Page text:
Christopher Pfiffner: There is this idea that post-pandemic and post-recession we will need to “build back better.” I think that as architects, we are uniquely prepared to lead conversations about what “building back better” might really be. Modern architectural concepts of Gesamtkunstwerk, Baukunst, Metabolism, Structural Expressionism, and the more recent imperative of Sustainable Design are essentially different flavors of a holistic approach to architectural design. When architects think of buildings and sites holistically as integrated and adaptable systems, it is then possible for components of that system to be further tweaked, refined, or upgraded over time so that these environments will continue to be truly functional and engaging for users for many years to come. So in the broadest sense, architects have always been advocates for resiliency. And resiliency will be critical for our recovery as an economy and as a society. I am looking forward to working with our clients and design partners to develop successful projects that will also elevate our cities and communities.

John Schlueter: We are fortunate to be both listeners and storytellers who connect architecture to the greater social good through our projects and partnerships. I am excited, humbled and energized by our opportunities to build community, support sustainable action and develop healthier and more equitable places.

Arman Hadilou: I think of architecture as a living, breathing organism that plays a significant role in how we interact with the world. I believe that architecture needs to be understood as a social act, as a tool with which we can connect to politics, economics and aesthetics, and to ideas around smart growth. In this way, it can promote social equity, human interaction, and cultural evolution.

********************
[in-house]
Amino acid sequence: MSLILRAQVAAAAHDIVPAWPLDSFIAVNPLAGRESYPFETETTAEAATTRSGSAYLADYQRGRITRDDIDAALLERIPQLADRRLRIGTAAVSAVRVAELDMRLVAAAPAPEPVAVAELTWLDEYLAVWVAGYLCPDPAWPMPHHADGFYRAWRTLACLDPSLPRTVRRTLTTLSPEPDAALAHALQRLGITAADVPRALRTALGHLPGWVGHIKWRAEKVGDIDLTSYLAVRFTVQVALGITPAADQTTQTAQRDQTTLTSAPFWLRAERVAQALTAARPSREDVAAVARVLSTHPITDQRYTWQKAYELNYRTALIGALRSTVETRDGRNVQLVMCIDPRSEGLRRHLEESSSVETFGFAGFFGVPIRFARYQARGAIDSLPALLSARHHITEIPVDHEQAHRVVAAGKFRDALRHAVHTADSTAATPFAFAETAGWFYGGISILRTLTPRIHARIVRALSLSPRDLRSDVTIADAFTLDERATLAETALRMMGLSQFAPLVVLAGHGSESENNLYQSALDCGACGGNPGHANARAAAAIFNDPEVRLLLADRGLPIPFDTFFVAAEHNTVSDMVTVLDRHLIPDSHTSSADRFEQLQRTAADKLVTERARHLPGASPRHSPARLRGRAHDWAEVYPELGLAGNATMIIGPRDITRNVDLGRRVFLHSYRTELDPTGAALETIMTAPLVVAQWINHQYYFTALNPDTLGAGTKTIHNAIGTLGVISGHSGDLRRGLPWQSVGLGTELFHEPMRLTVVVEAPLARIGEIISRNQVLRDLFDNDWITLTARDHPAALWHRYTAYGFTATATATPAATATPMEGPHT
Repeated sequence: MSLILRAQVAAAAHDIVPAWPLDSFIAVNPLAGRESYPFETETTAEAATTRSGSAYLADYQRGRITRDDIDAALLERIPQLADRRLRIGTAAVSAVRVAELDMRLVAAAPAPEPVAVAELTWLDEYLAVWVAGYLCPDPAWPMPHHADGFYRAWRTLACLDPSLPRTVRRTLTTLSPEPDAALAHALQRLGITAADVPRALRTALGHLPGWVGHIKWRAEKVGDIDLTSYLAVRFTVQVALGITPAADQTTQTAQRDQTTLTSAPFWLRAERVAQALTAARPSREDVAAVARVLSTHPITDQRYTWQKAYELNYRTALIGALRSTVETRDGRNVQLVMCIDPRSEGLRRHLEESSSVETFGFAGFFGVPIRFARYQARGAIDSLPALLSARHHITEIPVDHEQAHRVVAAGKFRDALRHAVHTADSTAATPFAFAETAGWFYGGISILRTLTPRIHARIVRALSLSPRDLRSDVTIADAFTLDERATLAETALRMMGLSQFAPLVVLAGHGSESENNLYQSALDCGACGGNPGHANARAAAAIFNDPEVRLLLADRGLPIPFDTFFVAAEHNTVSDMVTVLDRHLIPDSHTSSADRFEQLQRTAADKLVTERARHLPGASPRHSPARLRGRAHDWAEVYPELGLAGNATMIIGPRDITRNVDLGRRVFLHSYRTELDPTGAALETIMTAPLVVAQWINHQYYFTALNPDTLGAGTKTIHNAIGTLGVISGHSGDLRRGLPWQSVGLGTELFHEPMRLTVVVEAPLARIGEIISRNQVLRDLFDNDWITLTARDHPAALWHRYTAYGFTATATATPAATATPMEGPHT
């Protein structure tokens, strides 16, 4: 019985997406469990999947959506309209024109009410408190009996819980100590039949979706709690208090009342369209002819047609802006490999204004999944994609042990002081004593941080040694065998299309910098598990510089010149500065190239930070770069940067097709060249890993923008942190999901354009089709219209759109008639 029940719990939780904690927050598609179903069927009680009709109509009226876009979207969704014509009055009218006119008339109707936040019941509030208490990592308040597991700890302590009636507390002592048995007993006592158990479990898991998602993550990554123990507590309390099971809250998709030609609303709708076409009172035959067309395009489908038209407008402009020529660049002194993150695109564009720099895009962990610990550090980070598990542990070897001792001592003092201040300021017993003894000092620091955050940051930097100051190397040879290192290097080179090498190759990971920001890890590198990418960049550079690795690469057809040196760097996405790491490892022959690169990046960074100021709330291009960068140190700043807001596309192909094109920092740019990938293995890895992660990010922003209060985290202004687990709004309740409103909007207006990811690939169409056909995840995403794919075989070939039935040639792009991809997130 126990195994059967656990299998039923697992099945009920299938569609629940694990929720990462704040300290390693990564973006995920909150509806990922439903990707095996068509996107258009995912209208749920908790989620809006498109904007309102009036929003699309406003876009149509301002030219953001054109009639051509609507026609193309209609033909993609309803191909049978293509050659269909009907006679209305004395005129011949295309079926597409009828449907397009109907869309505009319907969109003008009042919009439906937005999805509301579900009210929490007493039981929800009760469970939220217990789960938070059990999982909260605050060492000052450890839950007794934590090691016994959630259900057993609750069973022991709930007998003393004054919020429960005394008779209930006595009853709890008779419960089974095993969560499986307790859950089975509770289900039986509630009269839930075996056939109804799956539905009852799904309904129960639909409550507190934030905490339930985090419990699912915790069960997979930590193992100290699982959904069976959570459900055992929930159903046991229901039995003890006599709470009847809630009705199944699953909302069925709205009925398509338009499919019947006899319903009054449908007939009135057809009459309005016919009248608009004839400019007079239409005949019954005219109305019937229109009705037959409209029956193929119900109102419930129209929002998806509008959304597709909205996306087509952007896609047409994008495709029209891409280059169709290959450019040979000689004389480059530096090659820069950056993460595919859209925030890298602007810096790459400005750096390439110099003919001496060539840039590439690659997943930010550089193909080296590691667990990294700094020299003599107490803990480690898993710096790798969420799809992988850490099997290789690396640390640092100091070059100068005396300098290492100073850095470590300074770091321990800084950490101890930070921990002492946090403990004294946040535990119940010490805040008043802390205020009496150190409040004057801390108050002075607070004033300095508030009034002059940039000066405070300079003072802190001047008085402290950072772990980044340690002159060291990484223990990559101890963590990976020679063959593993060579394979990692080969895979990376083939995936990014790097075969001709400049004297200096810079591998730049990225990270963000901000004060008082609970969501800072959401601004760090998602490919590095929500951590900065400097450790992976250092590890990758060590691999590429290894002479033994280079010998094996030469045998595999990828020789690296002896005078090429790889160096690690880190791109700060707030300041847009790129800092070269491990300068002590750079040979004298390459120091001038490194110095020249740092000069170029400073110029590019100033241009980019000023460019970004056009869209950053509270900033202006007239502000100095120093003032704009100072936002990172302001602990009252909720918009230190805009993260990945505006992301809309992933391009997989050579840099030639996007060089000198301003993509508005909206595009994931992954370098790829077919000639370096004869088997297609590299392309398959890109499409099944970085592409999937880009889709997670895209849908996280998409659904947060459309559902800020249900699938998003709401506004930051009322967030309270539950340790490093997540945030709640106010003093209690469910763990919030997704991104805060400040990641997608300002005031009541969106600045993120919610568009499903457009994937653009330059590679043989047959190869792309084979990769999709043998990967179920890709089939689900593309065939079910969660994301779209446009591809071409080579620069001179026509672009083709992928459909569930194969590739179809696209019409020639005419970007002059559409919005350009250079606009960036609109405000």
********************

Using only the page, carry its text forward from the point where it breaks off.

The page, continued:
What are you most looking forward to about returning to the studio?

Lily Weeks: I am most looking forward to the energy of the studio. Feeling connected to one another, walking past a drawing, a sample, a reference image and having an impromptu conversation that leads to new ideas and thoughts. 

Kayleen Kulesza: I am most looking forward to the vibrancy of the office–face-to-face interaction and the passive sharing in all the ongoing work by nature of “office osmosis.” Not to mention, the real-time celebration of studio wins, colleague achievements, and project milestones!

Ben Mickus: After working from home for this long, I’ve realized that in-person collaboration can’t be taken for granted.  Coming back to the studio won’t be a return to the way things used to be, but rather a change to reexamine how we work “together” and take advantage of different modes of working that are only possible when we are face-to-face.